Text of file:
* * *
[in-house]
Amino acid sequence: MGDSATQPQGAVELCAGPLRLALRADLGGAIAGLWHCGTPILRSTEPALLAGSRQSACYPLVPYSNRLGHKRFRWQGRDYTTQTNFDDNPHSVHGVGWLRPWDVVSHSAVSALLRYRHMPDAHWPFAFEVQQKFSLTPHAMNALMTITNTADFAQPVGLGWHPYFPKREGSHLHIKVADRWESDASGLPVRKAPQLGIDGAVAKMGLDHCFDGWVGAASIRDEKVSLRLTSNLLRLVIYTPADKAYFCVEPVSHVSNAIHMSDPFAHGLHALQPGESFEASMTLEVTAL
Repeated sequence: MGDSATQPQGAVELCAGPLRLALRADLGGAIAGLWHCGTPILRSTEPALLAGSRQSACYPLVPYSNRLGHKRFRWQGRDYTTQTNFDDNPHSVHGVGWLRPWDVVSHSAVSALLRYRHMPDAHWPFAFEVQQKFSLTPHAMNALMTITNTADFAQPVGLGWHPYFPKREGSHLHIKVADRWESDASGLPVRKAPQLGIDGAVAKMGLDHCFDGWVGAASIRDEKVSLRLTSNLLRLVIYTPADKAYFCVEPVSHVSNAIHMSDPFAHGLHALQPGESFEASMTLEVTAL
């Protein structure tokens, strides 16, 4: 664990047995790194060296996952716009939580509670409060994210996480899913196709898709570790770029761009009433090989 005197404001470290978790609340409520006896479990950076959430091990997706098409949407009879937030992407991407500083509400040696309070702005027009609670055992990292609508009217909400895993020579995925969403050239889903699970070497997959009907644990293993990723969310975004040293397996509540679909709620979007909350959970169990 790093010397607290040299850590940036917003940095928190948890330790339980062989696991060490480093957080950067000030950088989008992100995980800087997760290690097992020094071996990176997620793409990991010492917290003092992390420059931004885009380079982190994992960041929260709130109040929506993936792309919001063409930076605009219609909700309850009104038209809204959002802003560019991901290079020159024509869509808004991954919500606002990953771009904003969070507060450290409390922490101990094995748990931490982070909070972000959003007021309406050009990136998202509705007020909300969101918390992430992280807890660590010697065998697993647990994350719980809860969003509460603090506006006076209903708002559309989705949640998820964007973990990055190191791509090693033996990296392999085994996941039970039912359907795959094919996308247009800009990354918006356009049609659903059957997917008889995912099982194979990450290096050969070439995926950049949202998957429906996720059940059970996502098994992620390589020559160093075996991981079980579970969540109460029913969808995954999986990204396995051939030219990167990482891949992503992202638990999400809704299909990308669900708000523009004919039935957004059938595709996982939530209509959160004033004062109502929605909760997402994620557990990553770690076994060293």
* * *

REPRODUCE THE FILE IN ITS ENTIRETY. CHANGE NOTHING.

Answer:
[in-house]
Amino acid sequence: MGDSATQPQGAVELCAGPLRLALRADLGGAIAGLWHCGTPILRSTEPALLAGSRQSACYPLVPYSNRLGHKRFRWQGRDYTTQTNFDDNPHSVHGVGWLRPWDVVSHSAVSALLRYRHMPDAHWPFAFEVQQKFSLTPHAMNALMTITNTADFAQPVGLGWHPYFPKREGSHLHIKVADRWESDASGLPVRKAPQLGIDGAVAKMGLDHCFDGWVGAASIRDEKVSLRLTSNLLRLVIYTPADKAYFCVEPVSHVSNAIHMSDPFAHGLHALQPGESFEASMTLEVTAL
Repeated sequence: MGDSATQPQGAVELCAGPLRLALRADLGGAIAGLWHCGTPILRSTEPALLAGSRQSACYPLVPYSNRLGHKRFRWQGRDYTTQTNFDDNPHSVHGVGWLRPWDVVSHSAVSALLRYRHMPDAHWPFAFEVQQKFSLTPHAMNALMTITNTADFAQPVGLGWHPYFPKREGSHLHIKVADRWESDASGLPVRKAPQLGIDGAVAKMGLDHCFDGWVGAASIRDEKVSLRLTSNLLRLVIYTPADKAYFCVEPVSHVSNAIHMSDPFAHGLHALQPGESFEASMTLEVTAL
């Protein structure tokens, strides 16, 4: 664990047995790194060296996952716009939580509670409060994210996480899913196709898709570790770029761009009433090989 005197404001470290978790609340409520006896479990950076959430091990997706098409949407009879937030992407991407500083509400040696309070702005027009609670055992990292609508009217909400895993020579995925969403050239889903699970070497997959009907644990293993990723969310975004040293397996509540679909709620979007909350959970169990 790093010397607290040299850590940036917003940095928190948890330790339980062989696991060490480093957080950067000030950088989008992100995980800087997760290690097992020094071996990176997620793409990991010492917290003092992390420059931004885009380079982190994992960041929260709130109040929506993936792309919001063409930076605009219609909700309850009104038209809204959002802003560019991901290079020159024509869509808004991954919500606002990953771009904003969070507060450290409390922490101990094995748990931490982070909070972000959003007021309406050009990136998202509705007020909300969101918390992430992280807890660590010697065998697993647990994350719980809860969003509460603090506006006076209903708002559309989705949640998820964007973990990055190191791509090693033996990296392999085994996941039970039912359907795959094919996308247009800009990354918006356009049609659903059957997917008889995912099982194979990450290096050969070439995926950049949202998957429906996720059940059970996502098994992620390589020559160093075996991981079980579970969540109460029913969808995954999986990204396995051939030219990167990482891949992503992202638990999400809704299909990308669900708000523009004919039935957004059938595709996982939530209509959160004033004062109502929605909760997402994620557990990553770690076994060293």